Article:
Labrys drops print version after five years

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imageJust a month after its fifth anniversary, Labrys — an Atlanta-based publication for lesbians — announced the end of its monthly print publication, though it’s unveiling a redesigned and more robust website.

The shuttering of the publication is another sign of the souring environment for LGBT print publications across the country, an atmosphere that has brought historic lows in page counts for Southern Voice and David Atlanta and the recent shuttering of the New York Blade and Genre.

Labrys Publisher Maria Rivers announced the end of the print publication in a letter to readers.

The time has come for change. We must take a bow from print media and move forward with our progression. We have the respect and the means to close our magazine chapter with grace and embrace our new and improved media with as much applause as we deserve. This is a good thing. With every ending comes a new beginning. This new beginning starts with a BANG as our new interactive website takes us all to infinite possibilities.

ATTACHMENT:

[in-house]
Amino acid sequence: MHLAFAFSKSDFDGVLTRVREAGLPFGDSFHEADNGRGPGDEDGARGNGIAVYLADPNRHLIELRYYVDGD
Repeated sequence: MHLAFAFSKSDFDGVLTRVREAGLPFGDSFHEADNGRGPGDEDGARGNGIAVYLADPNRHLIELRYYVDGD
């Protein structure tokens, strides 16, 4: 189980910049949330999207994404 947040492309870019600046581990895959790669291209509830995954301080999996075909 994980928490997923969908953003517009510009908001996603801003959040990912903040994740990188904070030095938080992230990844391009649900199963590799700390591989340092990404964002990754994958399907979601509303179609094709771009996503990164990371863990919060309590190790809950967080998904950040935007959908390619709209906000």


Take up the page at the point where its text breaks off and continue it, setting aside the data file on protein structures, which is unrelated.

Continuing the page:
Rivers says a new interactive Labrys website will become a “hub for meeting and sharing.”

We will continue to flourish and carry on the Labrys name. Through labrysatl.com you will stay connected with each other, meet new women in our community, and share adventures. We have created a remarkable thing as we have bonded and built Atlanta’s longest running gay women’s publication. We will be remembered.

The economic recession has sharply reduced advertising in publications across the country. That, in turn, has caused page counts to drop and revenue to plummet.

The Advocate has reduced its frequency, Genre closed earlier this year and the New York Blade last week announced it was ceasing publication. Gay media companies PlanetOut and Here Networks have merged and Window Media, which publishes SoVo and David, among others, is stumbling and has been shopped to potential buyers in recent weeks.

Window isn’t helped by sitting in federal receivership and an executive-level shakeup that continued last week with the resignation of David Unger, who owns the equity fund that is a majority owner in the gay media company.

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